Demas’ first television job was as an assistant in the development department at Nick Jr., followed by freelance writing and producing for various departments at Nickelodeon. Her professional credits include Nick Jr.’s “Jack’s Big Music Show,” “Blue’s Room,” “The Wonder Pets!” and Nickelodeon’s “W.A.C.K.”

The mother of two small boys said she became interested in children’s programming after realizing how meaningful it could be.

“Peg + Cat” had been in the works since 2010, though it did not premiere until October 2013, Demas said.

In the show, Peg and Cat always find themselves in the middle of some adventure with a problem that has to be solved with math.

“It’s kind of sophisticated,” Demas said, adding that the audience includes teens and adults though the show is targeted for children ages 3 to 5.

“Everything is hand-drawn and done on graph paper with high level equations burned into the background,” Demas said. “Even the characters are drawn on paper and scanned in a computer to manipulate the animation.”

Most of the production is done in Canada for cost reasons, though the production company, 9 ate 7 productions, is based in Brooklyn.

“We won all the [Emmy] categories we were nominated in,” Demas said. The show also received awards for individual achievement in animation and for performer in an animated series. It has also earned honors at film festivals nationally and internationally.

“It was amazing to get everything because we’re a new show,” Demas said. “I hope we get a second season.”  — LISA IRIZZARY


LYNBROOK

Street to be renamed in memory of girl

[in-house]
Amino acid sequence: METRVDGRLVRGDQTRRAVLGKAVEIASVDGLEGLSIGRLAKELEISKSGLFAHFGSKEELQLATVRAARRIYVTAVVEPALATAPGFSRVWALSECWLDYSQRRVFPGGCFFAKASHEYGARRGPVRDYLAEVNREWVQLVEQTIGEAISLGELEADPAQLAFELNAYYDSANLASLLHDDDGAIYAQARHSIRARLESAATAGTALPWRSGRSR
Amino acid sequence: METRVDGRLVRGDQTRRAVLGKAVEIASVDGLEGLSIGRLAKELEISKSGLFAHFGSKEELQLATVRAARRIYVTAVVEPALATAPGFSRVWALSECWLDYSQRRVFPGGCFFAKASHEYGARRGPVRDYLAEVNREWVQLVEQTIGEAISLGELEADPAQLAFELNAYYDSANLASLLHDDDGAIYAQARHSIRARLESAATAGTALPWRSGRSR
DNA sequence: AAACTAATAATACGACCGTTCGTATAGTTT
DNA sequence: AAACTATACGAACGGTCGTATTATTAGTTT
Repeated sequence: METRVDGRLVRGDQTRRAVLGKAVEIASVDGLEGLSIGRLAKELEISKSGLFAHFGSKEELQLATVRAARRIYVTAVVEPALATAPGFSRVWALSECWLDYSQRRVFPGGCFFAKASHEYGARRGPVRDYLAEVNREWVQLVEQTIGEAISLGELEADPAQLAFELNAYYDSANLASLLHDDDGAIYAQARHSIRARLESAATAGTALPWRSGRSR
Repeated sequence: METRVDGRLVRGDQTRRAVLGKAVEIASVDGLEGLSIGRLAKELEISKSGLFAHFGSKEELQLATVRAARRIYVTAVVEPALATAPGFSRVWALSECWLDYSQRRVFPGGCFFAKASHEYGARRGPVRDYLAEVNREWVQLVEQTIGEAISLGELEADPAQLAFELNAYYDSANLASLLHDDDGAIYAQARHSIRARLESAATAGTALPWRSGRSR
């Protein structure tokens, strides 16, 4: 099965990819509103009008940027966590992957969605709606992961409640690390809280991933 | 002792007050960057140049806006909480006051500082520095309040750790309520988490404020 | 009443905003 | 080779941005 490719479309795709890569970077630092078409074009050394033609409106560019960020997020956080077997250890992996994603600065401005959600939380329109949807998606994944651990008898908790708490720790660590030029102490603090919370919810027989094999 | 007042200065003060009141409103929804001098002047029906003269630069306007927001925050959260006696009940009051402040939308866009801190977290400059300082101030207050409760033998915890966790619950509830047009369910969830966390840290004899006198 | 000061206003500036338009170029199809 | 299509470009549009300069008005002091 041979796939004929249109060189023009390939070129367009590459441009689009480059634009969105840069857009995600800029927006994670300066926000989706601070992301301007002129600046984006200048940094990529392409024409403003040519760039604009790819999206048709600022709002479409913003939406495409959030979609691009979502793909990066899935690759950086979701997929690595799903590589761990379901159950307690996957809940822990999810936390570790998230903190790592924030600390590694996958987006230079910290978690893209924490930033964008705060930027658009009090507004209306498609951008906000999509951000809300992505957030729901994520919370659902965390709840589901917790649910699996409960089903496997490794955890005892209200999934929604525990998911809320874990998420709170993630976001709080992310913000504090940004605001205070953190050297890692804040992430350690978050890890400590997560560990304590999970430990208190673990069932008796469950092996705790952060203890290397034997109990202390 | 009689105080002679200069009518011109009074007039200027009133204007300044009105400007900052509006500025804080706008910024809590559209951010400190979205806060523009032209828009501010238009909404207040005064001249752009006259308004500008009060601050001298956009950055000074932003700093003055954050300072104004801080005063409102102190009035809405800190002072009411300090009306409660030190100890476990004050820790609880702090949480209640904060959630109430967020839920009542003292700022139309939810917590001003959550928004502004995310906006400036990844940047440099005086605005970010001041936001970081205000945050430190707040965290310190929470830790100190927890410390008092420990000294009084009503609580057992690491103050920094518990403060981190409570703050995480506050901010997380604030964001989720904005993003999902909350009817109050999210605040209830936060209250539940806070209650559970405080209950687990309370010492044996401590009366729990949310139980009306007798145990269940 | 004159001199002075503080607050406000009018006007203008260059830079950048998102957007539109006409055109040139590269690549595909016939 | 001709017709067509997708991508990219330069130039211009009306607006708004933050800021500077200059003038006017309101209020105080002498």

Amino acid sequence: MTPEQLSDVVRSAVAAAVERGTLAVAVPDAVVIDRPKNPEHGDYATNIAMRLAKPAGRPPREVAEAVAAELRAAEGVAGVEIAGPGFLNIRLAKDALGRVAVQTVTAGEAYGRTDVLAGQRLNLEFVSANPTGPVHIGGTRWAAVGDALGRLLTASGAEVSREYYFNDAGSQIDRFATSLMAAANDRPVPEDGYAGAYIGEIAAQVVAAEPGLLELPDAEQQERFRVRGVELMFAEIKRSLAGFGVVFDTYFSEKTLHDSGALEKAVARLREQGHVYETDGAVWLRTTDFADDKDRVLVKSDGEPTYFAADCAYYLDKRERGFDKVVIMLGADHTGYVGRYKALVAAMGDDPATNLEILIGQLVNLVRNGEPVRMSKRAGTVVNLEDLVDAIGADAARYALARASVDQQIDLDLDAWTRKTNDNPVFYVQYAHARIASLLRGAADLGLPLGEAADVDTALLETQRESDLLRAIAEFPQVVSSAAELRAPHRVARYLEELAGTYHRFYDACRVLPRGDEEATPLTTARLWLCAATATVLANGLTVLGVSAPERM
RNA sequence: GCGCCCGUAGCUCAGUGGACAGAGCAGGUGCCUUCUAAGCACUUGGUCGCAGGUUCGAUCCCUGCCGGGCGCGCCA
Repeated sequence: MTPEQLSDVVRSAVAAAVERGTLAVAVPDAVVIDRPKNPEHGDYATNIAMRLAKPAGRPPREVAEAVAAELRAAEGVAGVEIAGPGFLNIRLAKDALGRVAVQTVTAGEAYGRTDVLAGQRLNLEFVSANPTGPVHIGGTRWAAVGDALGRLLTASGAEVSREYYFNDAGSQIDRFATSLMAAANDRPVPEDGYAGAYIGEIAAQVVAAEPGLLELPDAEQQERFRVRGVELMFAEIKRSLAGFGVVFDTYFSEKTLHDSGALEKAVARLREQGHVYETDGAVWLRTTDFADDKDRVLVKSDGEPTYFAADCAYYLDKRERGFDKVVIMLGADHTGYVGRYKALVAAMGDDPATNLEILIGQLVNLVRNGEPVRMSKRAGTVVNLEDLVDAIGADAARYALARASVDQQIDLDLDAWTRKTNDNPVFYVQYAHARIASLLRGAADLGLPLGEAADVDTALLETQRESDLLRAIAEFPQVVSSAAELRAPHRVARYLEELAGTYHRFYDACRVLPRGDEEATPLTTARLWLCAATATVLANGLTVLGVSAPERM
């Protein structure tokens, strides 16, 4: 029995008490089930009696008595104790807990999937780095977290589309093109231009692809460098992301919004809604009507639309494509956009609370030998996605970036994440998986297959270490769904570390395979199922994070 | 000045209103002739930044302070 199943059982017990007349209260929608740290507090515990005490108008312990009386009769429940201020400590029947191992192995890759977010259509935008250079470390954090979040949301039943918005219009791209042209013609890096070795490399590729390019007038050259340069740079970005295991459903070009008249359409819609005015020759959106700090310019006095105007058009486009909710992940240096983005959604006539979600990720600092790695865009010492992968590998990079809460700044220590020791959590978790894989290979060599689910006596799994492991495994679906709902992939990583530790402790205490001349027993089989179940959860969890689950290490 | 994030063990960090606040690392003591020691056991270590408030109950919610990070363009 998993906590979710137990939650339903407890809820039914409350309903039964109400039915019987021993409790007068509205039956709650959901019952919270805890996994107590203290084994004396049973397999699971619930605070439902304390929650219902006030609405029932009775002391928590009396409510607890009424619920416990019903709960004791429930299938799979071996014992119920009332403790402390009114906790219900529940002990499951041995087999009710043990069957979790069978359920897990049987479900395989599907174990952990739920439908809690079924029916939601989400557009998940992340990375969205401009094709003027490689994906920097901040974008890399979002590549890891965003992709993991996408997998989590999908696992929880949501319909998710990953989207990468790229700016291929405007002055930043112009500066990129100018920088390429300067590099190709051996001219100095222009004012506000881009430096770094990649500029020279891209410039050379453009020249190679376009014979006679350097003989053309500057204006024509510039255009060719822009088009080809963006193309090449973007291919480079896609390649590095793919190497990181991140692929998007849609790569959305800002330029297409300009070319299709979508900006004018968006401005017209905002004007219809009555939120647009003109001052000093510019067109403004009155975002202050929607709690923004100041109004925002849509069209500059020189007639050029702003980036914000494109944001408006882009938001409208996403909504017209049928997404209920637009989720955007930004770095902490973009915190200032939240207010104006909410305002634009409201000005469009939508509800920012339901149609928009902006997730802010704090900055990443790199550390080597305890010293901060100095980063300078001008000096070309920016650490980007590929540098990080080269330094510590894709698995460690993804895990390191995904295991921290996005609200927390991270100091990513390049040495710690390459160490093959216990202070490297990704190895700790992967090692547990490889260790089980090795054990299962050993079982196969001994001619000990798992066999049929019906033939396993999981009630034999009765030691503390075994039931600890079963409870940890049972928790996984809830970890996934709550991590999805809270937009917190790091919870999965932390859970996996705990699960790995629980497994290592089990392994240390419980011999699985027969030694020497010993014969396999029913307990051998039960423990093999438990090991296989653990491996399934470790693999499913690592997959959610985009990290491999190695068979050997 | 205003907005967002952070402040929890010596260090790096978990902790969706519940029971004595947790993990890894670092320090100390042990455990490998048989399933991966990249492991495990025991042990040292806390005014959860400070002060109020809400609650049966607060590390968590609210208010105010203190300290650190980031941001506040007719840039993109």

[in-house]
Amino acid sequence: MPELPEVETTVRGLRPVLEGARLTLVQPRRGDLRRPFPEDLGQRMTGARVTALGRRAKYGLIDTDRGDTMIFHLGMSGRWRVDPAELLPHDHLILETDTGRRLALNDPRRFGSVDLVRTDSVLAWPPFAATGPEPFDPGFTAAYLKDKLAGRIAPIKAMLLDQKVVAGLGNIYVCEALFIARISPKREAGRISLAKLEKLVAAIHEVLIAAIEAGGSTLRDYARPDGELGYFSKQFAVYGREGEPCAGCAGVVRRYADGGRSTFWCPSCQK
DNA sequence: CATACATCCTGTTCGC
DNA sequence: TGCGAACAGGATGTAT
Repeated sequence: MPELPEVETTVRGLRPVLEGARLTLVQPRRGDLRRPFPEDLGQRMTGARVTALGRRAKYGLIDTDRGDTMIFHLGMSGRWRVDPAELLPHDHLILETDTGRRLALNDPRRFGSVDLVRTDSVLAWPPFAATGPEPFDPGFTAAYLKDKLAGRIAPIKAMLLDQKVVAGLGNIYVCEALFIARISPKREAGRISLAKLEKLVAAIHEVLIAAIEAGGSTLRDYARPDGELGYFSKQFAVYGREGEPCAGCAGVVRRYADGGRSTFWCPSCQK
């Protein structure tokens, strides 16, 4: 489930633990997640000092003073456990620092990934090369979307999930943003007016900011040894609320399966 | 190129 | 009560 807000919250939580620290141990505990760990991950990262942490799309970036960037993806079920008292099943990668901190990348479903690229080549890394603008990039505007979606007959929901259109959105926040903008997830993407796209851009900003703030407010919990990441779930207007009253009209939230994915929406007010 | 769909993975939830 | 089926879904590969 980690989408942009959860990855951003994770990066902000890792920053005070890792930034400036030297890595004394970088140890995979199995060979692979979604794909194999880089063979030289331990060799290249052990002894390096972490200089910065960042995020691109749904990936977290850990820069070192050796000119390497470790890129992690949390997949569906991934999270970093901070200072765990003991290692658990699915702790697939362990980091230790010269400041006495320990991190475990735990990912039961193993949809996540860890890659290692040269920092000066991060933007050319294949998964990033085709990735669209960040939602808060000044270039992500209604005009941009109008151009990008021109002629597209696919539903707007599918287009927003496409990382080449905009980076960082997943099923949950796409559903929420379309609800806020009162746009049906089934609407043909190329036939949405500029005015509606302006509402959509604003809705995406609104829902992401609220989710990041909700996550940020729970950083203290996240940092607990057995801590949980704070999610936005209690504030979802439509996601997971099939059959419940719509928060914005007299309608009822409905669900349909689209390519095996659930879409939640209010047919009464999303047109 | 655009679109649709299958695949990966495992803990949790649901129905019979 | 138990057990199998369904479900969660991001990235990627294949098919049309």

Lynbrook village officials on Saturday are to rename a local street for Quinn Linzer, a 14-month-old girl who last year lost her struggle against the rare metabolic disorder Niemann-Pick Disease Type A.

Eileen and Brett Linzer of Lynbrook had tried to cram as many experiences as possible into Quinn’s short life, and many Long Islanders were cheering them on.

“The Linzer family’s efforts to give their daughter the opportunity to live the fullest life possible is inspiring,” Lynbrook Mayor William Hendrick said in a statement.

“And their love and dedication ... has brought about an awareness to this incredible rare and tragic disease. This street will be a constant reminder of this beautiful little girl.”

Lenox Street is to be renamed Quinn’s Way during a 10 a.m. ceremony. — SID CASSESE

 

BABYLON TOWN

Soldier Ride for wounded veterans 

The seventh annual Soldier Ride benefiting wounded veterans will take place on Friday in Babylon Town. 

The event, a 25-mile bike ride through the town, will benefit the Wounded Warrior Project, a national service organization which, according to its mission statement, serves “veterans and service members who suffered a physical or mental injury, illness, or wound, coincident to their military service on or after Sept. 11, 2001 and their families.” The organization offers more than a dozen programs focusing on the areas of mind, body and economic empowerment.

According to the town, nearly $575,000 has been raised since the ride began in 2008.

The event, which will take place rain or shine, kicks off from Babylon Town Hall in Lindenhurst at 9:30 a.m. and ends at Overlook Beach on Ocean Parkway. 
To register, visit www.woundedwarriorproject.org/programs/ soldier-ride/community-rides/babylon. Online registration ends Wednesday at 5 p.m. Same-day registration begins at 7 a.m. at Town Hall.

The registration fee is $60. Those who are active-duty military, an active-duty military family member or a student can receive a discount. Tickets for a post-ride picnic are $10 and available on site before the event begins.  — DENISE M. BONILLA